FFCRA Recap and Updates
As we previously posted, the Families First Coronavirus Response Act (“FFCRA” or “Act”), provides for emergency paid sick leave and expanded Family and Medical Leave Act (“FMLA”) leave. The FFCRA went into effect on April 1, 2020. Since then, additional guidance published by the Department of Labor has provided some clarification on the applicability of Act—including clarifying the definition of “health care provider” for purposes of exemption from the Act—so we’re providing this recap and update to our previous posts.
FFCRA Overview: The FFCRA requires employers who employ fewer than 500 employees in the United States (“Covered Employers”) to provide two types of leave for certain COVID-19 related reasons: 1) emergency paid sick leave and 2) expanded leave under the FMLA. Employers who are required to pay for leave under the Act are entitled to dollar-for-dollar reimbursement through tax credits for all qualifying wages paid under the Act. Small Employers (those with fewer than 50 employees) whose businesses would be jeopardized as going concerns if they were required to comply with the paid leave provisions are exempt from the requirements of the FFCRA.
Emergency Paid Sick Leave:
Covered Employers are required to give employees up to 2 weeks (10 working days) paid leave at the employee’s regular rate of pay (up to $511 per day / $5,110 per 2-week period) if:
- the employee is unable to work or telework because of any of the following:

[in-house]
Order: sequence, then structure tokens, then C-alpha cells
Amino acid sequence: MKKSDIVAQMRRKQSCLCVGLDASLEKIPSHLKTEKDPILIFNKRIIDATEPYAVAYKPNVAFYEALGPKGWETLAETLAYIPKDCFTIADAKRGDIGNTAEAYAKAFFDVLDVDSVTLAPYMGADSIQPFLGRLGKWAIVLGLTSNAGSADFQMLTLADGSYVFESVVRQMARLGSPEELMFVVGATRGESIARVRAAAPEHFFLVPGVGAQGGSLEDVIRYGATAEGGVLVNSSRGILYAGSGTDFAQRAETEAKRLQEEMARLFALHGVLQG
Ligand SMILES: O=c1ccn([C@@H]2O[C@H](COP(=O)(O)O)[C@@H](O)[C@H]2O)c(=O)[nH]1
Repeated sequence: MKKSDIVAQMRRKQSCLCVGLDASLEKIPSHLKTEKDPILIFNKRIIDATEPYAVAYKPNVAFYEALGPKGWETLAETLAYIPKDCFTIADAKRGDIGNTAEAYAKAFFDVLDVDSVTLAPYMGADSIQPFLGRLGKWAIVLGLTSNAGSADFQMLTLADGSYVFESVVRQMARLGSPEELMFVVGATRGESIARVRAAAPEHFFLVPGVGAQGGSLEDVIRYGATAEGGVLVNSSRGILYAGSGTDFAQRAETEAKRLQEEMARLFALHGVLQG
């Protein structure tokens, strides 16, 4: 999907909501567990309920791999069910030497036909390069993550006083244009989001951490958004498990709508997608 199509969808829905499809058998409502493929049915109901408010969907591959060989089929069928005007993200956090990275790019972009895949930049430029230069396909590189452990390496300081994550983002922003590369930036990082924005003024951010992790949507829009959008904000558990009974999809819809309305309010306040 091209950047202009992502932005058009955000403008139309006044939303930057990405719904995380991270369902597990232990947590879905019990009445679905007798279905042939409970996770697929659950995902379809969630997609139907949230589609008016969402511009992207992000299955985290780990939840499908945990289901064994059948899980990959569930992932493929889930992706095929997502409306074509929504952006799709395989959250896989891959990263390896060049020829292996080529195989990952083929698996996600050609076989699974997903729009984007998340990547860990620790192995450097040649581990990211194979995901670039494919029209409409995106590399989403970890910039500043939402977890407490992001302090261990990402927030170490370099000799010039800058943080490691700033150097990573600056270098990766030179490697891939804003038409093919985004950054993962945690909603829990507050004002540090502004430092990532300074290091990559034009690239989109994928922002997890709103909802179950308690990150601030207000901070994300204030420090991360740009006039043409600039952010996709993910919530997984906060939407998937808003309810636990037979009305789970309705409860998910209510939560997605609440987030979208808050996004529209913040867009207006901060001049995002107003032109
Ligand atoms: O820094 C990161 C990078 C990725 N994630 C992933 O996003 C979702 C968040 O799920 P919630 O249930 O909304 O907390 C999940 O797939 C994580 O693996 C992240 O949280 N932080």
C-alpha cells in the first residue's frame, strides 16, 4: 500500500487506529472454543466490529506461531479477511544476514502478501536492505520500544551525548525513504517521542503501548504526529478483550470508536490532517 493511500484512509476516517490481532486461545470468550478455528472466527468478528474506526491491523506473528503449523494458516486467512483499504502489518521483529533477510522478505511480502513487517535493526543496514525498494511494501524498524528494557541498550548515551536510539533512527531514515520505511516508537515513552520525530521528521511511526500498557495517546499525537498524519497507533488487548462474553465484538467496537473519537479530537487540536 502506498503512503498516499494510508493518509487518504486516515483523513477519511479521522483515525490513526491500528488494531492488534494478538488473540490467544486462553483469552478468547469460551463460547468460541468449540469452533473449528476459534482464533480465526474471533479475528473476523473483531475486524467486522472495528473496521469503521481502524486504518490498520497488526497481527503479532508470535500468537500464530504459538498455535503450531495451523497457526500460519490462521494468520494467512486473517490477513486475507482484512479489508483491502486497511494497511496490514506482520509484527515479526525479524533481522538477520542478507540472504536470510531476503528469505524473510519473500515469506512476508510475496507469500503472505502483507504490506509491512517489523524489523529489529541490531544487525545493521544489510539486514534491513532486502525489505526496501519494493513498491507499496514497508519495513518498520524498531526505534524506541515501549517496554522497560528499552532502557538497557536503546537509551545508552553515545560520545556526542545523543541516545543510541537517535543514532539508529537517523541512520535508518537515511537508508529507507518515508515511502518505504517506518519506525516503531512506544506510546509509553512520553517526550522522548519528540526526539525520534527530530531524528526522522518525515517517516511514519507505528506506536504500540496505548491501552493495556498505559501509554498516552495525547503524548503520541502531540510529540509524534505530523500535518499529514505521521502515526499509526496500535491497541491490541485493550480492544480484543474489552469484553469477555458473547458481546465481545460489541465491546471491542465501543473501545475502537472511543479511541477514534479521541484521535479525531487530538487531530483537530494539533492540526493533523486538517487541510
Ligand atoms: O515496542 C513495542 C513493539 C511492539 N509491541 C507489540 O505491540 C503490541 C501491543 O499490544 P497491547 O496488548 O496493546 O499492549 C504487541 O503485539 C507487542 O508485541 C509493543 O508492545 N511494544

- the employee has been advised by a health care provider to self-quarantine.
- for purposes of this provision, a “health care provider” is a licensed doctor, nurse practitioner, or other health care provider as defined in the FMLA (Department of Labor definitions found here). Please note that a different definition of “health care provider” applies when determining whether a health care provide is exempt from the FFCRA, as set forth below.
- the employer may require written confirmation of the health care provider’s order.
- the employee is quarantined under a local, state, or federal order.
- the employee is experiencing symptoms of COVID-19 and is seeking a medical diagnosis.
Covered Employers are required give employees up to 2 weeks (10 workings days) paid leave at 2/3 the employee’s regular rate of pay (up to $200 per day) if the employee is unable to work due to:
- a bona fide need to care for an individual subject to quarantine (either by a health care provider or government order).
- the need to care of a child (under 18 years old) whose school or child care provider is closed or unavailable for COVID-19 related reasons.
- a “substantially similar condition” if specified by the federal government.
These provisions apply to all employees of Covered Employers, including:
- employees on leave;
- temporary employees jointly employed by the Covered Employer and another employer, regardless of which employer maintains the employees on its payroll); and
- day laborers supplied by a temporary employment agency (regardless of whether the employers is the agency employer or the hiring employer).
Independent contractors are not included.
Part-time employees are entitled to pay for number of hours that the employee is normally scheduled to work during the period or for the average number of hours the employee works in a two-week period.
An employer may not require an employee to use accrued time off in lieu of Expanded Paid Sick Leave.
Expanded Family and Medical Leave Act (“FMLA”) leave:
The FFCRA also requires Covered Employers to provide additional leave to employees who have been employed for at least 30 days:
- Such employees are entitled to up to an additional 10 weeks of paid expanded FMLA leave if: